Dead bodies pile up at KZN mortuaries as strike goes on
Workers are protesting against low salaries, broken air-conditioners, broken toilets, old uniforms and a lack of cleaning equipment
There is currently no end in sight for the mortuary strike in KwaZulu-Natal, as a growing number of stakeholders are putting pressure on government and National Health Education and Allied Workers Union (Nehawu) to end the impasse.
This comes as dead bodies pile up at provincial mortuaries.
More than three weeks ago angry workers at provincial government mortuaries embarked on a go-slow, protesting against low salaries, “unbearable” working conditions such as broken air-conditioners, broken toilets, old uniforms and a lack of cleaning equipment.
The strike has forced families of the dead people to postpone funerals as autopsies have not been performed.
Health MEC Sibongiseni Dhlomo, who is a specialist by profession, donned his uniform and surgical gloves, and performed at least two autopsies at Fort Napier medico-legal mortuary in Pietermaritzburg during the strike.
The South African Medical Association (Sama), the Democratic Nursing Organisation of SA (Denosa) in KwaZulu-Natal, and the IFP are the latest organisations to put pressure on the warring sides to speedily end the strike.
Denosa provincial secretary Mandla Shabangu said the organisation was concerned about the strike’s effect on health services in the province.
“When a patient has [died], the nurse responsible for his/her care must ensure that all details of the patient’s whereabouts in the mortuary are such that they can account to patient’s families.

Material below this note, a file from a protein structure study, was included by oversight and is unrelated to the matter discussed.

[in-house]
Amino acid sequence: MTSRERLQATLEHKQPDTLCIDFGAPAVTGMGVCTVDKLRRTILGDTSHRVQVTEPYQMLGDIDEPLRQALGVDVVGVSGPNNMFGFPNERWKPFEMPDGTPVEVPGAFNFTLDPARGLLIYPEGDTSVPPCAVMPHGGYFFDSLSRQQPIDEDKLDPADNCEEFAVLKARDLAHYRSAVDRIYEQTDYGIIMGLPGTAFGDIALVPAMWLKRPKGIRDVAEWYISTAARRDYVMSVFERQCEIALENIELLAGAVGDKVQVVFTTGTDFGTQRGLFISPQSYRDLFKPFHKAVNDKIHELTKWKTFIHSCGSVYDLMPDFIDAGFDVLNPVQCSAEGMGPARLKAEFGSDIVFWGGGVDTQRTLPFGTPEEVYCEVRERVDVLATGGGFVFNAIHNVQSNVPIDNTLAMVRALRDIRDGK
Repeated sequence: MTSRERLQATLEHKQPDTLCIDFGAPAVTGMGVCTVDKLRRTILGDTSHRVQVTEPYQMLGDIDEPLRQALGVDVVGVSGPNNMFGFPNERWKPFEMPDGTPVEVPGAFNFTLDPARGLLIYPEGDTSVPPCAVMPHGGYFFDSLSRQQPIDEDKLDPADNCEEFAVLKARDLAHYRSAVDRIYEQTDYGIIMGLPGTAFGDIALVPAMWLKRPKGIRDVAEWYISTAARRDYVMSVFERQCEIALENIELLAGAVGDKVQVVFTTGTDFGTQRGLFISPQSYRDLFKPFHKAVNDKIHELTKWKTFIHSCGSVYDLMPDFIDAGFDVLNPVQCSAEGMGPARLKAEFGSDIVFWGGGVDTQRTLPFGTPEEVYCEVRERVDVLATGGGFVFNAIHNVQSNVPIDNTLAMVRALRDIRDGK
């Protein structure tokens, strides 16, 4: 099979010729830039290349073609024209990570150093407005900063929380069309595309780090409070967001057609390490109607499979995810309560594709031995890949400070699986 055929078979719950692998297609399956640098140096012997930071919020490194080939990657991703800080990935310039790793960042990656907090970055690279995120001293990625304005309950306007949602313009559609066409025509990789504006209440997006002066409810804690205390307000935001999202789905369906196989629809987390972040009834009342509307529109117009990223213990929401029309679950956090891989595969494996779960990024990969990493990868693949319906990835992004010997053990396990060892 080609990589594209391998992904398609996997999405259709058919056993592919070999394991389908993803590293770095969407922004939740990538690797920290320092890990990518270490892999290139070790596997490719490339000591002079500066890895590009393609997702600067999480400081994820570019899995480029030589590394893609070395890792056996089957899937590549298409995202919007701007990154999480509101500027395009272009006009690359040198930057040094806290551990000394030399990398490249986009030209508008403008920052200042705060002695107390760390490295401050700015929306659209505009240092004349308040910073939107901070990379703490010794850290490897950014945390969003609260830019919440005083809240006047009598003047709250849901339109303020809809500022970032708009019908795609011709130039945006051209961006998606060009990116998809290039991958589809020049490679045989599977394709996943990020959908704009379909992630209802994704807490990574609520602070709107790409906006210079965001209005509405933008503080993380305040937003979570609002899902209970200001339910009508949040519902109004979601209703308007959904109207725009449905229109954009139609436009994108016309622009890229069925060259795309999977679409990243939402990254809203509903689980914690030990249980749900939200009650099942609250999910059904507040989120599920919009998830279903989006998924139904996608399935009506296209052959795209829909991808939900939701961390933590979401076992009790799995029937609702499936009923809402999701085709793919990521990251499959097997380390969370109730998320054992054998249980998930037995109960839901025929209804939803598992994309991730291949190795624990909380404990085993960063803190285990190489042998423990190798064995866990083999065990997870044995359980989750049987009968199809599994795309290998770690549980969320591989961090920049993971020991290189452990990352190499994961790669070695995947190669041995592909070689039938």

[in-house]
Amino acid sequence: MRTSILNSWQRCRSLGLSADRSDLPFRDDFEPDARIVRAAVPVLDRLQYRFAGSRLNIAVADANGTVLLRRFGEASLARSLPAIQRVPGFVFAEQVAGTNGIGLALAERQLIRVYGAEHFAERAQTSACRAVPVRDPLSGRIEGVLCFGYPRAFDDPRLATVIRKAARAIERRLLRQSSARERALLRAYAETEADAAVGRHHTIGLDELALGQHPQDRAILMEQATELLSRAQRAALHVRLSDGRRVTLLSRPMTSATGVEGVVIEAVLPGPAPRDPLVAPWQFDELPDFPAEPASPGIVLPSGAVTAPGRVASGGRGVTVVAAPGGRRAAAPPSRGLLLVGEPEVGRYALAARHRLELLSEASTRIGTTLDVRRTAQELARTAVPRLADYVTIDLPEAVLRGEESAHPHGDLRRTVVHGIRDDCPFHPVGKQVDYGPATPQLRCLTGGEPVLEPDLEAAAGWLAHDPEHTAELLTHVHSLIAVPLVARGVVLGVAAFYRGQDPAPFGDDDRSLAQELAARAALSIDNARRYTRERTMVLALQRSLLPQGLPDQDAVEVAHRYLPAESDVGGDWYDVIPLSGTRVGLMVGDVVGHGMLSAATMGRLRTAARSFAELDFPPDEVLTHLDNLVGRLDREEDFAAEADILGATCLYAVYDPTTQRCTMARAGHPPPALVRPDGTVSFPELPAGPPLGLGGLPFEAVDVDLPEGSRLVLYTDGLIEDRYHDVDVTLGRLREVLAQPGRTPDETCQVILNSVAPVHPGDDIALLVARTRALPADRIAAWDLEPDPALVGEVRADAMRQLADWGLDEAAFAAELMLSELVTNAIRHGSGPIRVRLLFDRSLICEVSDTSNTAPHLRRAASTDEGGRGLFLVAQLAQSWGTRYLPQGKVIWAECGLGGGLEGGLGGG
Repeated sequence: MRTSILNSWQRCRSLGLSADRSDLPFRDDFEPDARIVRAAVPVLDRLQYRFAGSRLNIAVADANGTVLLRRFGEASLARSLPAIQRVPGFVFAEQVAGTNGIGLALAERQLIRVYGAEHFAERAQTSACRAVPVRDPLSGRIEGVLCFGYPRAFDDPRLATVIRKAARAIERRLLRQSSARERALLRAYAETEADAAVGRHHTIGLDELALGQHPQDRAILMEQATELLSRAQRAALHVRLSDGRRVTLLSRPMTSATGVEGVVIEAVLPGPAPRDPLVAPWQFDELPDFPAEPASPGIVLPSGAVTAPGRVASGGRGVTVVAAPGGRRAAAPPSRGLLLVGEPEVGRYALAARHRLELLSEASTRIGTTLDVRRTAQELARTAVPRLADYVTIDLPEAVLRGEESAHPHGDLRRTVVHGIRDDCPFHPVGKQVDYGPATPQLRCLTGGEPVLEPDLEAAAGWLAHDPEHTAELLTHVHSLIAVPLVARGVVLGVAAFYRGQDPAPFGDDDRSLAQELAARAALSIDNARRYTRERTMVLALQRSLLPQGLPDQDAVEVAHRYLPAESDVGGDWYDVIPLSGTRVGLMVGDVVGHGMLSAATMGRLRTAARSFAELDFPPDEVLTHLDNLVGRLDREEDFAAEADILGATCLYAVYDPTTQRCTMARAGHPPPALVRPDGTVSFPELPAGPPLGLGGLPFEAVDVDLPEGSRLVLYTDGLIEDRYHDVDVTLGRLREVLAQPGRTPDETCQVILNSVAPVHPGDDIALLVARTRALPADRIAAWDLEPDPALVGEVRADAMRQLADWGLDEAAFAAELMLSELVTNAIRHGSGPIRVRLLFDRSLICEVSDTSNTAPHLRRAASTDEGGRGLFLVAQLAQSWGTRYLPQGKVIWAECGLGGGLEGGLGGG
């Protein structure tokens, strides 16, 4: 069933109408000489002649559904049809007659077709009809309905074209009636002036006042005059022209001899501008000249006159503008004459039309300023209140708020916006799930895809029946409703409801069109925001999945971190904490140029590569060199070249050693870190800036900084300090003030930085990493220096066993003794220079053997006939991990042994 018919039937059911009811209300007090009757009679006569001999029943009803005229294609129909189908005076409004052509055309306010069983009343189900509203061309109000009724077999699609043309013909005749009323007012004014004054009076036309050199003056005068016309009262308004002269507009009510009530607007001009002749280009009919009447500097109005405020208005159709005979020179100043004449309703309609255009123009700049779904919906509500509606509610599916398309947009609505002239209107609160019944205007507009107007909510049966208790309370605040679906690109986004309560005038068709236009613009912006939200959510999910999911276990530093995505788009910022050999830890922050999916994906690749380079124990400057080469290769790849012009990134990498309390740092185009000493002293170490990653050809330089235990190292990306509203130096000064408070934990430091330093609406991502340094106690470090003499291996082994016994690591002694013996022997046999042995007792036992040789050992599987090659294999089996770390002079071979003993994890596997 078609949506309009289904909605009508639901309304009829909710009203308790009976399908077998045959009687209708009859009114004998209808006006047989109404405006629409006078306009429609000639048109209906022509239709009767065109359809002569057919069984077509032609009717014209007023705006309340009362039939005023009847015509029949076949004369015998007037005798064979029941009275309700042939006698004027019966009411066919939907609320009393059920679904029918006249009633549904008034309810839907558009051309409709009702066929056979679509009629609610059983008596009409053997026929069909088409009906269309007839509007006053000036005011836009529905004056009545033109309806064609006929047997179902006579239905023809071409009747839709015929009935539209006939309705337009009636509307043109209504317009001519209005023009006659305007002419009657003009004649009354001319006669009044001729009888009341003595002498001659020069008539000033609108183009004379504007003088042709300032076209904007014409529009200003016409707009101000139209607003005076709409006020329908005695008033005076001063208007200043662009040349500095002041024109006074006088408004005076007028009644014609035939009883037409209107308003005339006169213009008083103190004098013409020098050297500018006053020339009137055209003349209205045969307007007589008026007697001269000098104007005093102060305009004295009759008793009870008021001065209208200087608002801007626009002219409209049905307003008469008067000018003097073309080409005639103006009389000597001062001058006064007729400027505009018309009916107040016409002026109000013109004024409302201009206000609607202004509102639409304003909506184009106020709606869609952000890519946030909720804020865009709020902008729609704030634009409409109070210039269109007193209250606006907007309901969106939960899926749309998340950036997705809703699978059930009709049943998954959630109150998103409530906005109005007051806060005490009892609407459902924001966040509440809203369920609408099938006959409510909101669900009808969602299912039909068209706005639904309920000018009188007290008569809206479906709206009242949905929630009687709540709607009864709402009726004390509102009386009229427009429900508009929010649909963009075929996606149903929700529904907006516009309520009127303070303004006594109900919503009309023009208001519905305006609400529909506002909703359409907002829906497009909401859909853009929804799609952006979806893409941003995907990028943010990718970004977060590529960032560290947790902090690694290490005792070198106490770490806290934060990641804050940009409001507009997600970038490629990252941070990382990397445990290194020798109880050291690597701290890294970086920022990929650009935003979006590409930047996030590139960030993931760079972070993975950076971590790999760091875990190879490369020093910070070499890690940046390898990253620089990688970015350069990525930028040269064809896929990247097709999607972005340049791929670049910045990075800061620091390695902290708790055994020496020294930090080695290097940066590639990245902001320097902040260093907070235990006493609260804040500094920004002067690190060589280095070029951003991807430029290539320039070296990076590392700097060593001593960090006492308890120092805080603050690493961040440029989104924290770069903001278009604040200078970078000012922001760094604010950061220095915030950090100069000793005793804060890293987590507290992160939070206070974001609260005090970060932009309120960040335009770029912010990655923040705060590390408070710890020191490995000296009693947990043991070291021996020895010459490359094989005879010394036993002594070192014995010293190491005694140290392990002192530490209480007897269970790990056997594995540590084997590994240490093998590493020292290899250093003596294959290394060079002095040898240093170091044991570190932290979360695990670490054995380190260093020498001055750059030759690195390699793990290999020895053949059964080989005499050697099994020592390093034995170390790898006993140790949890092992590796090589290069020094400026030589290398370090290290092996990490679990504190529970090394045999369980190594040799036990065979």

“But because corpses are not being attended to, the shelves have filled up to such that bodies are dropped on the floor by workers and, in many instances, on top of each other,” Shabangu said.
He said this has caused distress to both the nurses and the members of the public.
“Now patient’s families won’t be able to easily see their relative’s bodies as well. Corpses may go missing, and our members will face charges that they shouldn’t be facing had all the issues that the workers are complaining about been sorted by the department,” he said.
IFP provincial health spokesperson Ncamisile Nkwanyana said it was “regrettable” that the matter reached a stage where “they have no alternative than to resort to a go-slow”.
“This strike will be a disaster for the province. If mortuary workers do not work efficiently and preserve dead bodies, the public could be exposed to serious infectious diseases.”
Dhlomo said the workers had not returned, despite his department obtaining a court order compelling them to.
Last Friday dozens of mortuary workers in the province barricaded the mortuaries, daring officials and the police to arrest them. The provincial cabinet said in a statement last week it had received a full briefing on the matter, and called for strong action to be taken against striking workers.
“The KwaZulu-Natal executive council is appalled by the report, and has called on mortuary employees in the province to end their illegal strike or face the consequences.
The provincial government described the actions of the mortuary employees as “immoral, disrespectful to the deceased as well as inhuman to the bereaved families”.
Nehawu said it was continually engaging its striking workers, but had thus far not been able to convince them to end their strike and return to work.